Amid frenetic last-minute campaigning, a USA TODAY/Gallup Poll finds the onetime front-runners in New Hampshire lagging as Democrat Barack Obama and Republican John McCain have surged to leads before Tuesday's primary.
Obama vaulted to a 13 percentage-point advantage over New York Sen. Hillary Rodham Clinton three weeks after they were tied here. McCain gained a four-point edge over Mitt Romney, a former governor of neighboring Massachusetts who has campaigned almost as a favorite son.
The poll results spotlight the phenomenal rise of the 46-year-old senator from Illinois, who would be the first African-American nominated by a major party for president, and the 71-year-old senator from Arizona whose cash-short campaign was dismissed as all but over last summer.
"New Hampshire always has this insurgency bias," says Joe Keefe, a former state Democratic chairman who backs Obama. "The voters decide they're going to upset the conventional wisdom and, given the opportunity, they will change the page of history."
Clinton and Romney are struggling in New Hampshire after setbacks in the Iowa caucuses last week. She finished third, behind Obama and former North Carolina senator John Edwards, and he finished second behind former Arkansas governor Mike Huckabee.
Huckabee ranks third in New Hampshire. Former New York mayor Rudy Giuliani, until recently the leader in national polls, is tied with Texas Rep. Ron Paul for fourth.
Aides to Clinton and Romney say they have the money and organization to soldier on whatever happens here. "President Clinton lost the first five states" in 1992, notes Mark Penn, Hillary Clinton's chief strategist, "and he not only won the nomination but the presidency."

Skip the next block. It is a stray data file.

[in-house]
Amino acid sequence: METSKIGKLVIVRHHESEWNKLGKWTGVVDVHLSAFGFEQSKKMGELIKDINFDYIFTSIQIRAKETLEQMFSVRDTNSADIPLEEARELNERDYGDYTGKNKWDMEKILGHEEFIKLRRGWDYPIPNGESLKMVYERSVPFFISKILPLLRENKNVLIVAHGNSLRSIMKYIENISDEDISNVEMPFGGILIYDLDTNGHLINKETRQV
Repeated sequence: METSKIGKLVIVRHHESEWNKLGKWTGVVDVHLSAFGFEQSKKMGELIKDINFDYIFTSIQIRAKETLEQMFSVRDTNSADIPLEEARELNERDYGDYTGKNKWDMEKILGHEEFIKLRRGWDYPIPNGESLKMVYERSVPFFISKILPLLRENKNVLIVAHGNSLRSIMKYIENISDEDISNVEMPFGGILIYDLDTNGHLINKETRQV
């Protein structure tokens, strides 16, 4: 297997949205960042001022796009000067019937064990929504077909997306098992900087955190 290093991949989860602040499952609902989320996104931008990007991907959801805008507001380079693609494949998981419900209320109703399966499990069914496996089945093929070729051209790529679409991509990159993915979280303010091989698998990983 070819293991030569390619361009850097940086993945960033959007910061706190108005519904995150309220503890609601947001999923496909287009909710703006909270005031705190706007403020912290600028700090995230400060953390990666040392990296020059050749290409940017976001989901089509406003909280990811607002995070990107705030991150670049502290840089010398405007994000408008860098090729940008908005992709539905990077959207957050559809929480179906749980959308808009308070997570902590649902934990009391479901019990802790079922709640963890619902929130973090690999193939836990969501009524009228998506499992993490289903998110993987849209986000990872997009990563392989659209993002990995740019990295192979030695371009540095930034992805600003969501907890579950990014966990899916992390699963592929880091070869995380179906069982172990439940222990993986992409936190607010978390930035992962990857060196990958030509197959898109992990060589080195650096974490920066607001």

Still, Obama's victory in Iowa has cost Clinton the aura of electability. In December, Democrats here said by 47%-26% that she had the best chance of winning in November. Now, by 45%-34% Obama is favored on that point.
"After Iowa, electability comes down to this: Winners win and losers lose, and that's about it," says Dante Scala, a political scientist at the University of New Hampshire.
In the poll, taken Friday through Sunday:
•McCain narrowly trails Romney among Republicans but leads him among independents by almost 2-1. They can vote in either primary. In a USA TODAY poll in December, Romney had led McCain by seven points overall.
•Obama leads by eight points among Democrats and 23 points among independents. Women split between them evenly; he owes his lead to his edge among men, 49%-20%. Obama also leads narrowly among seniors and by an overwhelming 3-1 among voters under 35.